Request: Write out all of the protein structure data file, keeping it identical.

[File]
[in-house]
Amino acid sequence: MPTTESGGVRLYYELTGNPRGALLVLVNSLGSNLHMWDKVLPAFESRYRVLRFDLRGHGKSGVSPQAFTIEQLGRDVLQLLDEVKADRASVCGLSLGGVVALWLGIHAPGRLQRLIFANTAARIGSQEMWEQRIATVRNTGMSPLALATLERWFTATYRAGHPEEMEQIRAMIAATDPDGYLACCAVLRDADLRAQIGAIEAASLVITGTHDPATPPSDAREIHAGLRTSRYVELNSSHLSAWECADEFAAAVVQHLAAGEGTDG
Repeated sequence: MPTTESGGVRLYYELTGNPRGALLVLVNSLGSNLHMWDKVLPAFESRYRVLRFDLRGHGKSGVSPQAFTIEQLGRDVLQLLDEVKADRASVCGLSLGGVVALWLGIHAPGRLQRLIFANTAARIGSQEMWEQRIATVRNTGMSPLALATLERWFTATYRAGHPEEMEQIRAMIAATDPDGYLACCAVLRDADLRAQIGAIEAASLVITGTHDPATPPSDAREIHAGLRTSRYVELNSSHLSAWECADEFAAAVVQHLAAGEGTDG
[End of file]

[in-house]
Amino acid sequence: MPTTESGGVRLYYELTGNPRGALLVLVNSLGSNLHMWDKVLPAFESRYRVLRFDLRGHGKSGVSPQAFTIEQLGRDVLQLLDEVKADRASVCGLSLGGVVALWLGIHAPGRLQRLIFANTAARIGSQEMWEQRIATVRNTGMSPLALATLERWFTATYRAGHPEEMEQIRAMIAATDPDGYLACCAVLRDADLRAQIGAIEAASLVITGTHDPATPPSDAREIHAGLRTSRYVELNSSHLSAWECADEFAAAVVQHLAAGEGTDG
Repeated sequence: MPTTESGGVRLYYELTGNPRGALLVLVNSLGSNLHMWDKVLPAFESRYRVLRFDLRGHGKSGVSPQAFTIEQLGRDVLQLLDEVKADRASVCGLSLGGVVALWLGIHAPGRLQRLIFANTAARIGSQEMWEQRIATVRNTGMSPLALATLERWFTATYRAGHPEEMEQIRAMIAATDPDGYLACCAVLRDADLRAQIGAIEAASLVITGTHDPATPPSDAREIHAGLRTSRYVELNSSHLSAWECADEFAAAVVQHLAAGEGTDG